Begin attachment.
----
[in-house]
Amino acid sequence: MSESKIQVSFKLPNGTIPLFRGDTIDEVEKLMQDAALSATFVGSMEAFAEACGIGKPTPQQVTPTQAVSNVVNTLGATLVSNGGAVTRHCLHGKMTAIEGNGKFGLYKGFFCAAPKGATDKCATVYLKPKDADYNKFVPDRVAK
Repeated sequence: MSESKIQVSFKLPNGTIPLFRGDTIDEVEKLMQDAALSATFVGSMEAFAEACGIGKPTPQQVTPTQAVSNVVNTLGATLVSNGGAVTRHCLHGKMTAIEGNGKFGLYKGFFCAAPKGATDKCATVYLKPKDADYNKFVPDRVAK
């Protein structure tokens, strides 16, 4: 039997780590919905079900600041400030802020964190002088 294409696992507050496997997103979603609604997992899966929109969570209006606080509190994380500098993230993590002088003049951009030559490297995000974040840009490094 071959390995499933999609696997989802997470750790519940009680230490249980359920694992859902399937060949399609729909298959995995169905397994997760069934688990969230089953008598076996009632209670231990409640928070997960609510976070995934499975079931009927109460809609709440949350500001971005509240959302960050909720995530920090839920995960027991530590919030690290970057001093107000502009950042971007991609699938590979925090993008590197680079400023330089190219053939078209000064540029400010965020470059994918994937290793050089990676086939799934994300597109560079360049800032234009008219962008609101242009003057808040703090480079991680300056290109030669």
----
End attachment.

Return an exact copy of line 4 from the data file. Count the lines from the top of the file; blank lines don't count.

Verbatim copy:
């Protein structure tokens, strides 16, 4: 039997780590919905079900600041400030802020964190002088 294409696992507050496997997103979603609604997992899966929109969570209006606080509190994380500098993230993590002088003049951009030559490297995000974040840009490094 071959390995499933999609696997989802997470750790519940009680230490249980359920694992859902399937060949399609729909298959995995169905397994997760069934688990969230089953008598076996009632209670231990409640928070997960609510976070995934499975079931009927109460809609709440949350500001971005509240959302960050909720995530920090839920995960027991530590919030690290970057001093107000502009950042971007991609699938590979925090993008590197680079400023330089190219053939078209000064540029400010965020470059994918994937290793050089990676086939799934994300597109560079360049800032234009008219962008609101242009003057808040703090480079991680300056290109030669």